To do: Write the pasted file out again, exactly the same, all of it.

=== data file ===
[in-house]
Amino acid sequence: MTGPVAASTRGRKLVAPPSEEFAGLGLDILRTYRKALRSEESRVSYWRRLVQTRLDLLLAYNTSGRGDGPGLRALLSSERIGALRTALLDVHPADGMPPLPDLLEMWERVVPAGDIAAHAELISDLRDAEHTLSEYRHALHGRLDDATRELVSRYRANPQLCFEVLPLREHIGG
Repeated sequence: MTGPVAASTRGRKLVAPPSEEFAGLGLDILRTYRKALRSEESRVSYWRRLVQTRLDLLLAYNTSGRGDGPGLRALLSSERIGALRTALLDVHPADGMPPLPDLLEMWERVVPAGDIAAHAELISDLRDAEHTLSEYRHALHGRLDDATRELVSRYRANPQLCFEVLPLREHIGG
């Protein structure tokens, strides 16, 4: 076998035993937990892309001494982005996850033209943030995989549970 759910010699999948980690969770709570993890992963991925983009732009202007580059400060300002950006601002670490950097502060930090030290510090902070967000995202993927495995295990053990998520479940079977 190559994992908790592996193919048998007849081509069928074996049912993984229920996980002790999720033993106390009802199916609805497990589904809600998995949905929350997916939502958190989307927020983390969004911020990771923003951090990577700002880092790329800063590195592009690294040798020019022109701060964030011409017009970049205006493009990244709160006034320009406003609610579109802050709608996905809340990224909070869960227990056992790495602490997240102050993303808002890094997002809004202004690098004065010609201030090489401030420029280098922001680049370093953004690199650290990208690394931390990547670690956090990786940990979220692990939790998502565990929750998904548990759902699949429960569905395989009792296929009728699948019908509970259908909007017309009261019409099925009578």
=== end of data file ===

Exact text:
[in-house]
Amino acid sequence: MTGPVAASTRGRKLVAPPSEEFAGLGLDILRTYRKALRSEESRVSYWRRLVQTRLDLLLAYNTSGRGDGPGLRALLSSERIGALRTALLDVHPADGMPPLPDLLEMWERVVPAGDIAAHAELISDLRDAEHTLSEYRHALHGRLDDATRELVSRYRANPQLCFEVLPLREHIGG
Repeated sequence: MTGPVAASTRGRKLVAPPSEEFAGLGLDILRTYRKALRSEESRVSYWRRLVQTRLDLLLAYNTSGRGDGPGLRALLSSERIGALRTALLDVHPADGMPPLPDLLEMWERVVPAGDIAAHAELISDLRDAEHTLSEYRHALHGRLDDATRELVSRYRANPQLCFEVLPLREHIGG
């Protein structure tokens, strides 16, 4: 076998035993937990892309001494982005996850033209943030995989549970 759910010699999948980690969770709570993890992963991925983009732009202007580059400060300002950006601002670490950097502060930090030290510090902070967000995202993927495995295990053990998520479940079977 190559994992908790592996193919048998007849081509069928074996049912993984229920996980002790999720033993106390009802199916609805497990589904809600998995949905929350997916939502958190989307927020983390969004911020990771923003951090990577700002880092790329800063590195592009690294040798020019022109701060964030011409017009970049205006493009990244709160006034320009406003609610579109802050709608996905809340990224909070869960227990056992790495602490997240102050993303808002890094997002809004202004690098004065010609201030090489401030420029280098922001680049370093953004690199650290990208690394931390990547670690956090990786940990979220692990939790998502565990929750998904548990759902699949429960569905395989009792296929009728699948019908509970259908909007017309009261019409099925009578």